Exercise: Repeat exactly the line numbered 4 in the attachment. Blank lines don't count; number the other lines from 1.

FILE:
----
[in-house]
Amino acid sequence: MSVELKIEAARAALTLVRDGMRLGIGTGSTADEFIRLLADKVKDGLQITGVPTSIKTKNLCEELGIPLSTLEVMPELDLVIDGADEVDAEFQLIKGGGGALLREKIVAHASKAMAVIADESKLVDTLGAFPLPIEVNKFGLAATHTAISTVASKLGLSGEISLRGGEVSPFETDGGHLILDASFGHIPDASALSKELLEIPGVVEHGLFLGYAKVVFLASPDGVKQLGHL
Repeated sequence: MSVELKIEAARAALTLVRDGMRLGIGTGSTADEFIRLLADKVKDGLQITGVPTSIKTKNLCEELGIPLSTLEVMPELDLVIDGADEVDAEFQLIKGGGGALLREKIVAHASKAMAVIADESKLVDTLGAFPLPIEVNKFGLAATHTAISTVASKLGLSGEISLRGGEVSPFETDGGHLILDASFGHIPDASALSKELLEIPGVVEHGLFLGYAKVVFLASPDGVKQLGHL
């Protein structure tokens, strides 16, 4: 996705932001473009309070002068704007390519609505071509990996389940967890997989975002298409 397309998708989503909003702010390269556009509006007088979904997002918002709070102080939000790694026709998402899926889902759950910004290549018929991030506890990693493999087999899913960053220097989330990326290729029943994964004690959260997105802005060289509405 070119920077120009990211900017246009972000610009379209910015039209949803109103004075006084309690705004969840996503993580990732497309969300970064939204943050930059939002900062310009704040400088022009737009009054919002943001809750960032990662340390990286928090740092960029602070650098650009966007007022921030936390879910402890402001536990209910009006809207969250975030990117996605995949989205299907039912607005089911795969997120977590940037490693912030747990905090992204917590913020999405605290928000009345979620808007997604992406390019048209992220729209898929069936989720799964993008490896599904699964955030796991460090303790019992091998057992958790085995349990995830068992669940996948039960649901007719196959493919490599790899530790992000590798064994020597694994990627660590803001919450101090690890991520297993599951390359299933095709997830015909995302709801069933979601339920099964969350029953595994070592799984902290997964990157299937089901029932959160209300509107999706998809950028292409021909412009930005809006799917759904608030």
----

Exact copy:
């Protein structure tokens, strides 16, 4: 996705932001473009309070002068704007390519609505071509990996389940967890997989975002298409 397309998708989503909003702010390269556009509006007088979904997002918002709070102080939000790694026709998402899926889902759950910004290549018929991030506890990693493999087999899913960053220097989330990326290729029943994964004690959260997105802005060289509405 070119920077120009990211900017246009972000610009379209910015039209949803109103004075006084309690705004969840996503993580990732497309969300970064939204943050930059939002900062310009704040400088022009737009009054919002943001809750960032990662340390990286928090740092960029602070650098650009966007007022921030936390879910402890402001536990209910009006809207969250975030990117996605995949989205299907039912607005089911795969997120977590940037490693912030747990905090992204917590913020999405605290928000009345979620808007997604992406390019048209992220729209898929069936989720799964993008490896599904699964955030796991460090303790019992091998057992958790085995349990995830068992669940996948039960649901007719196959493919490599790899530790992000590798064994020597694994990627660590803001919450101090690890991520297993599951390359299933095709997830015909995302709801069933979601339920099964969350029953595994070592799984902290997964990157299937089901029932959160209300509107999706998809950028292409021909412009930005809006799917759904608030």